The UK government has released a plan to end the country’s reliance on gas, but the decisions to ignore quick wins like insulation and favour expensive nuclear power over renewables have been widely questioned
The UK today unveiled its energy security strategy, claiming it will “boost long-term energy independence, security and prosperity” – but does the plan hold up to scrutiny?
Like many countries in Europe, the UK relies heavily on natural gas for heating homes and generating electricity, so it has been hard hit by the soaring price of gas, which was high even before Russia’s invasion of Ukraine. The recent increase of a government-set price cap on energy has left some people unable to afford to heat their homes.
“We need to protect ourselves from price spikes in the future by accelerating our move towards cleaner, cheaper, home-grown energy,” business secretary Kwasi Kwarteng said in a press release. Yet the strategy overlooks the cheapest and quickest ways of reducing energy costs in favour of more expensive options that take longer.
The best way to reduce energy bills in both the short and long term is to use less of it, starting with insulating buildings better. Many of the UK’s homes are poorly insulated, and for years, energy experts including the Climate Change Committee, the UK’s official advisory body on meeting climate targets, have been calling for more to be done.
Despite this, the strategy includes no major new energy efficiency measures and instead summarises policies previously announced. It claims that “by 2025, around 700,000 homes will be upgraded”, but it is far from clear how this will happen. Last month, the Climate Change Committee warned that the government’s current plans for insulating homes wouldn’t deliver on its targets.
The strategy also favours expensive nuclear power over onshore wind and solar power, the cheapest forms of energy in the UK. It sets a target of 25 per cent of the UK’s electricity – around 24 gigawatts – coming from nuclear by 2050, with up to eight new reactors instead of the one currently planned.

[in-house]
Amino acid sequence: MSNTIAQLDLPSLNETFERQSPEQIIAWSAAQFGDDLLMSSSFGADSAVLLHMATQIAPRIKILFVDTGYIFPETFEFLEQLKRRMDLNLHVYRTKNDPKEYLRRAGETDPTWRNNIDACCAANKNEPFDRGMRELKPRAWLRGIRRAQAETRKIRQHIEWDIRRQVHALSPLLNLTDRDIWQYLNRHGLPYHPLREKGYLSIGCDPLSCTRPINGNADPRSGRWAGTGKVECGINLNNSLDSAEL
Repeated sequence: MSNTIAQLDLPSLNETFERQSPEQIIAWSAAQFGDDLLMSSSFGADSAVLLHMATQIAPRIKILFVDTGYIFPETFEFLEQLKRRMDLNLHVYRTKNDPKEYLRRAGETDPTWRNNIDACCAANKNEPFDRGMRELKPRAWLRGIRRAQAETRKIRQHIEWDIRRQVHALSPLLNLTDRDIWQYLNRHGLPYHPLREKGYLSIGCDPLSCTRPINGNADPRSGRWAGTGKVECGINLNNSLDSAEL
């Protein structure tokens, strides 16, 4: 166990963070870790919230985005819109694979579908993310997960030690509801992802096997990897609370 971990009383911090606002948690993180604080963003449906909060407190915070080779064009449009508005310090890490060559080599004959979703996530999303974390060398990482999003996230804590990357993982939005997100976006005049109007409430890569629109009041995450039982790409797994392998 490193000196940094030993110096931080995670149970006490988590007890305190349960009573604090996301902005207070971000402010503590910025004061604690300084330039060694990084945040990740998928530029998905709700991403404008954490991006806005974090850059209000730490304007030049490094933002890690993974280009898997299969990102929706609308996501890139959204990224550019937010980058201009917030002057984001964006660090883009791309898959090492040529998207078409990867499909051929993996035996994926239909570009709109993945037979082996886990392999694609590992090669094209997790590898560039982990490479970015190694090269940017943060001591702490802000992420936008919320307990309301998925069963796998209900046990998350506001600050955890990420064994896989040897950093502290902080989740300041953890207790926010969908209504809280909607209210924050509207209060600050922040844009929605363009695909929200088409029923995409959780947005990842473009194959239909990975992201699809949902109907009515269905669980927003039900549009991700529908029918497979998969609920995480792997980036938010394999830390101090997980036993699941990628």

But nuclear plants are extremely expensive and can take a long time to build – and when it comes to climate change, we are out of time. The first new nuclear plant in Europe for more than a decade finally began supplying a little power this year, 12 years late. Construction began in 2005 and was meant to be completed in 2009.
In addition to nuclear, the UK also wants to try to get more oil and gas from the North Sea. It claims “there is no contradiction between our commitment to net zero and our commitment to a strong and evolving North Sea industry”, but it should surprise no one that many disagree. The strategy also says new attempts at fracking, long dismissed in the UK, cannot be ruled out.
“Exploiting new fossil fuel sources, whether in the North Sea or from fracking, is environmental madness if we want to meet our commitment to have net-zero emissions by 2050,” said Bridget Woodman at the University of Exeter, UK in a statement to the UK’s Science Media Centre (SMC).
On offshore wind power, the “ambition” is 50 GW by 2030, including 5 GW of floating wind power. This has been broadly welcomed. “That’s very ambitious but possible,” said Michael Grubb at University College London in a statement, also to the SMC.
On onshore wind power, the strategy acknowledges how cheap it is but says that due to “the range of views”, it won’t changing planning regulations in England that make it nearly impossible to get approval. This wording reflects the view held by some in government that people don’t want onshore wind turbines, yet the government’s own surveys show 80 per cent support with just 4 per cent against.
This is the “most stunning and cowardly failure in the strategy”, said Grubb. Onshore wind and solar power capacity can be installed in just months compared with several years for offshore wind power, he said, and could help bring prices down fast.
All in all, the strategy won’t bring energy bills down anytime soon, won’t make the UK more energy independent anytime soon and, despite all the UK’s claims to be a climate leader, takes a step backwards on fossil fuels. “It is more a collection of aspirations rather than a strategy,” tweeted Bob Ward at the Grantham Research Institute on Climate Change.
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